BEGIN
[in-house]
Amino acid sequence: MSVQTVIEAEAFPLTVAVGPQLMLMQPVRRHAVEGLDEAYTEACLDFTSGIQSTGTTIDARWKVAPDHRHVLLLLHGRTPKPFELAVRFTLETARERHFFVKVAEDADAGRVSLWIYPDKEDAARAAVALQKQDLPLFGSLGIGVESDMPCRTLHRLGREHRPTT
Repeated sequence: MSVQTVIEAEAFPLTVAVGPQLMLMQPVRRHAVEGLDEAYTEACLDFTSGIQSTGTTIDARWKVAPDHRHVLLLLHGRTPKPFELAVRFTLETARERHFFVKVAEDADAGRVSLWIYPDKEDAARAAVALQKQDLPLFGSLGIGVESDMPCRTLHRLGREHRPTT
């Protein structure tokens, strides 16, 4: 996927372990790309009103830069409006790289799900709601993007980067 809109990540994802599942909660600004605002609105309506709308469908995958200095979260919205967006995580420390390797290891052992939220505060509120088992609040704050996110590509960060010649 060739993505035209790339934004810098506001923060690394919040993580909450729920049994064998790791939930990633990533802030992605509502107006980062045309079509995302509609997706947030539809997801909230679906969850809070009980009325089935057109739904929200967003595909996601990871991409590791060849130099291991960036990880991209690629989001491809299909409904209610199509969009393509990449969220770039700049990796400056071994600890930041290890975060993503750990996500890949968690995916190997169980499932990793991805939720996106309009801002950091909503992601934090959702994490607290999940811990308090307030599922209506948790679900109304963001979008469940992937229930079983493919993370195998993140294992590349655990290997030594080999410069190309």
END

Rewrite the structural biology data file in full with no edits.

[in-house]
Amino acid sequence: MSVQTVIEAEAFPLTVAVGPQLMLMQPVRRHAVEGLDEAYTEACLDFTSGIQSTGTTIDARWKVAPDHRHVLLLLHGRTPKPFELAVRFTLETARERHFFVKVAEDADAGRVSLWIYPDKEDAARAAVALQKQDLPLFGSLGIGVESDMPCRTLHRLGREHRPTT
Repeated sequence: MSVQTVIEAEAFPLTVAVGPQLMLMQPVRRHAVEGLDEAYTEACLDFTSGIQSTGTTIDARWKVAPDHRHVLLLLHGRTPKPFELAVRFTLETARERHFFVKVAEDADAGRVSLWIYPDKEDAARAAVALQKQDLPLFGSLGIGVESDMPCRTLHRLGREHRPTT
């Protein structure tokens, strides 16, 4: 996927372990790309009103830069409006790289799900709601993007980067 809109990540994802599942909660600004605002609105309506709308469908995958200095979260919205967006995580420390390797290891052992939220505060509120088992609040704050996110590509960060010649 060739993505035209790339934004810098506001923060690394919040993580909450729920049994064998790791939930990633990533802030992605509502107006980062045309079509995302509609997706947030539809997801909230679906969850809070009980009325089935057109739904929200967003595909996601990871991409590791060849130099291991960036990880991209690629989001491809299909409904209610199509969009393509990449969220770039700049990796400056071994600890930041290890975060993503750990996500890949968690995916190997169980499932990793991805939720996106309009801002950091909503992601934090959702994490607290999940811990308090307030599922209506948790679900109304963001979008469940992937229930079983493919993370195998993140294992590349655990290997030594080999410069190309």